The opinion of the court was delivered by: GREEN
This matter is before the Court on defendants' motion for reconsideration of the decision of February 26, 1981 withholding in part and releasing in part records of the United States Customs Service (USCS) concerning its investigation of the value of tapered roller bearings and components imported from Japan. In its February 26 order, the Court released documents pertaining to the pre-January 1, 1973 period. The Court found that defendants had not met their burden of proof to establish that these pre-1973 documents contained material exempt pursuant to Exemptions 4 or 7 of the FOIA. 5 U.S.C. § 552(b) (4) and (7). Specifically, the Court found that the pre-1973 documents did not contain information whose release would be likely to cause substantial harm to the competitive position of the companies from which it was obtained, or would impair the government's ability to obtain similar information in the future.
Defendants have presented four new affidavits in support of their motion for reconsideration. These affidavits are written by executives of roller bearing companies who submitted the financial information to the USCS which is the subject of this lawsuit. As opposed to the affidavits submitted by defendants in support of their motion for summary judgment, these affidavits concern the particular information in dispute in this suit.
All four affiants assert substantial injury is likely to occur to their companies if the documents which the Court ordered released on February 26, 1981 are given to plaintiff. They make several compelling points:
(1) The pre-1973 information has commercial relevance today because it reveals distribution channels, market strategies, pricing structures and patterns of competition which have not changed significantly in the last decade.
(2) While competitors would not be wise to base their planning strategies for 1982 on this information alone, using it in conjunction with more current information could provide an accurate picture of today's marketing activities and competitive structure.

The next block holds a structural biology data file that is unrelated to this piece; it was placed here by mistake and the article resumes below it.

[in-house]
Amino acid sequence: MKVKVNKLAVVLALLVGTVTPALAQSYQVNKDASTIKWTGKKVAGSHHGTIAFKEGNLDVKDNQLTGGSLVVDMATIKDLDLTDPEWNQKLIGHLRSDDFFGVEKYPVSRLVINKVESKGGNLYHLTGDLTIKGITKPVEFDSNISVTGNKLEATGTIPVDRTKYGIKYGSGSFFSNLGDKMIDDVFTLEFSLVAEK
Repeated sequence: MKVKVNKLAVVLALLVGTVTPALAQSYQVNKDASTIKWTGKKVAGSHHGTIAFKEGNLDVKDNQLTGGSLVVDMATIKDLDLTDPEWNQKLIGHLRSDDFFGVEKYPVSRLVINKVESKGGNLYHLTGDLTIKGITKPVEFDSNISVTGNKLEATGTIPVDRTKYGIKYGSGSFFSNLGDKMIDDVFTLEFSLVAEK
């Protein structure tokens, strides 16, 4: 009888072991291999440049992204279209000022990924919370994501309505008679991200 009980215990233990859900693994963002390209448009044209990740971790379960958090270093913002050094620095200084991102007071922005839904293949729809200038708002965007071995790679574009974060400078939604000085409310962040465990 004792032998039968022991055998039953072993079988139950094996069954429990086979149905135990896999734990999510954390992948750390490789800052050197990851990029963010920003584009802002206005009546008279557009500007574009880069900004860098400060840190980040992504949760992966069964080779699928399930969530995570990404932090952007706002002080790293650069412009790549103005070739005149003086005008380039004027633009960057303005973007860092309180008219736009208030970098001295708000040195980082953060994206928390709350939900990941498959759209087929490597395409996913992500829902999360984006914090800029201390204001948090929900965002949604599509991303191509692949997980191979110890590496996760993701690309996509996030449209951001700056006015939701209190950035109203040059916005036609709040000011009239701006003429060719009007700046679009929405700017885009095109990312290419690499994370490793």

(4) The companies provided this information to USCS with the express understanding that it would remain confidential. If the information is released, these companies would be most reluctant to provide similar information to USCS in the future.
The Court finds these arguments persuasive. The release of the pre-January 1, 1973 information is likely to cause the same type of injuries which the release of the post-January 1, 1973 information would cause. It would allow competitors to discern the strengths and weaknesses of the marketing strategies of these companies and target their weak points for attack. Competitors also could imitate the successful policies of these companies. Further, customer relations likely would be disrupted by the breach of confidentiality and increased competition from competitors. The Court is no longer persuaded by plaintiff's argument that this "old" information is too antiquated and fragmented to be of use. The Court finds that it is likely that release of the pre-1973 information would (1) cause substantial harm to the competitive position of the companies from which it was obtained, and (2) impair the government's ability to obtain similar necessary information in the future.
In accordance with the above reasoning, the Court withholds the pre-1973 information pursuant to Exemption 4. An appropriate order is attached hereto.
Upon consideration of the defendants' motion for reconsideration and the opposition thereto and the entire record herein, it is by the Court this 22nd day of April 1981,
ORDERED that defendants' motion is granted; it is further
ORDERED that this Court's order of February 26, 1981 is vacated to the extent that judgment was in part granted to the plaintiff and information in documents 1-7, 10-12, 15-17, 19, 21-27, ...